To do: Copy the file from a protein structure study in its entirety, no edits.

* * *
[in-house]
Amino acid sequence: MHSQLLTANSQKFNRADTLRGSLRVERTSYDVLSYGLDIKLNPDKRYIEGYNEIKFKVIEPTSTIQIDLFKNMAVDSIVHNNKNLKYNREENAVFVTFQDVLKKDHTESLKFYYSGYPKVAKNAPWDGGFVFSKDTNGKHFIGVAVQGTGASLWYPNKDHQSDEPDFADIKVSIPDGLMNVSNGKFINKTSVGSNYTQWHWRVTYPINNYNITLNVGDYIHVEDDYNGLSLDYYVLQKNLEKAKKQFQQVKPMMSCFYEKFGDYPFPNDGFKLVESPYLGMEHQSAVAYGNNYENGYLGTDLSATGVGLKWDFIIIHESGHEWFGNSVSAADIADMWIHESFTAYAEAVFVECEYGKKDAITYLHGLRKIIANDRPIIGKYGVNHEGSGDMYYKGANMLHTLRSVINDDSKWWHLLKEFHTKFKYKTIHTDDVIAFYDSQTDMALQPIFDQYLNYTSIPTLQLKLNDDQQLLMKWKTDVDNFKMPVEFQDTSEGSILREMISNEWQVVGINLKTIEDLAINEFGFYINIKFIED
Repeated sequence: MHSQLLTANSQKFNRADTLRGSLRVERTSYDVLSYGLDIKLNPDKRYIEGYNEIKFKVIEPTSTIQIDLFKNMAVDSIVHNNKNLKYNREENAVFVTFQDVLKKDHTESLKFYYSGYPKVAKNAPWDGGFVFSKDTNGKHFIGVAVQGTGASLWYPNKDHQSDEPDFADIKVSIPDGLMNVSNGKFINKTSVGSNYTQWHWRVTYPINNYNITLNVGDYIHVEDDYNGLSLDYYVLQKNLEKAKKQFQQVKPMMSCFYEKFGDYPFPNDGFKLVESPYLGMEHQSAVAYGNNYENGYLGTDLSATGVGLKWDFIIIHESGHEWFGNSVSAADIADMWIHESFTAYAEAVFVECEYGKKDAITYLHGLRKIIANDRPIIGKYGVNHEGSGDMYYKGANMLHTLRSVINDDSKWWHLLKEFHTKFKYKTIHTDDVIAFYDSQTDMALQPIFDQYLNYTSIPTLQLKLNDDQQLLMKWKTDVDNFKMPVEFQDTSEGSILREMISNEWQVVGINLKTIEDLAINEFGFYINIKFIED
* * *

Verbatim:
[in-house]
Amino acid sequence: MHSQLLTANSQKFNRADTLRGSLRVERTSYDVLSYGLDIKLNPDKRYIEGYNEIKFKVIEPTSTIQIDLFKNMAVDSIVHNNKNLKYNREENAVFVTFQDVLKKDHTESLKFYYSGYPKVAKNAPWDGGFVFSKDTNGKHFIGVAVQGTGASLWYPNKDHQSDEPDFADIKVSIPDGLMNVSNGKFINKTSVGSNYTQWHWRVTYPINNYNITLNVGDYIHVEDDYNGLSLDYYVLQKNLEKAKKQFQQVKPMMSCFYEKFGDYPFPNDGFKLVESPYLGMEHQSAVAYGNNYENGYLGTDLSATGVGLKWDFIIIHESGHEWFGNSVSAADIADMWIHESFTAYAEAVFVECEYGKKDAITYLHGLRKIIANDRPIIGKYGVNHEGSGDMYYKGANMLHTLRSVINDDSKWWHLLKEFHTKFKYKTIHTDDVIAFYDSQTDMALQPIFDQYLNYTSIPTLQLKLNDDQQLLMKWKTDVDNFKMPVEFQDTSEGSILREMISNEWQVVGINLKTIEDLAINEFGFYINIKFIED
Repeated sequence: MHSQLLTANSQKFNRADTLRGSLRVERTSYDVLSYGLDIKLNPDKRYIEGYNEIKFKVIEPTSTIQIDLFKNMAVDSIVHNNKNLKYNREENAVFVTFQDVLKKDHTESLKFYYSGYPKVAKNAPWDGGFVFSKDTNGKHFIGVAVQGTGASLWYPNKDHQSDEPDFADIKVSIPDGLMNVSNGKFINKTSVGSNYTQWHWRVTYPINNYNITLNVGDYIHVEDDYNGLSLDYYVLQKNLEKAKKQFQQVKPMMSCFYEKFGDYPFPNDGFKLVESPYLGMEHQSAVAYGNNYENGYLGTDLSATGVGLKWDFIIIHESGHEWFGNSVSAADIADMWIHESFTAYAEAVFVECEYGKKDAITYLHGLRKIIANDRPIIGKYGVNHEGSGDMYYKGANMLHTLRSVINDDSKWWHLLKEFHTKFKYKTIHTDDVIAFYDSQTDMALQPIFDQYLNYTSIPTLQLKLNDDQQLLMKWKTDVDNFKMPVEFQDTSEGSILREMISNEWQVVGINLKTIEDLAINEFGFYINIKFIED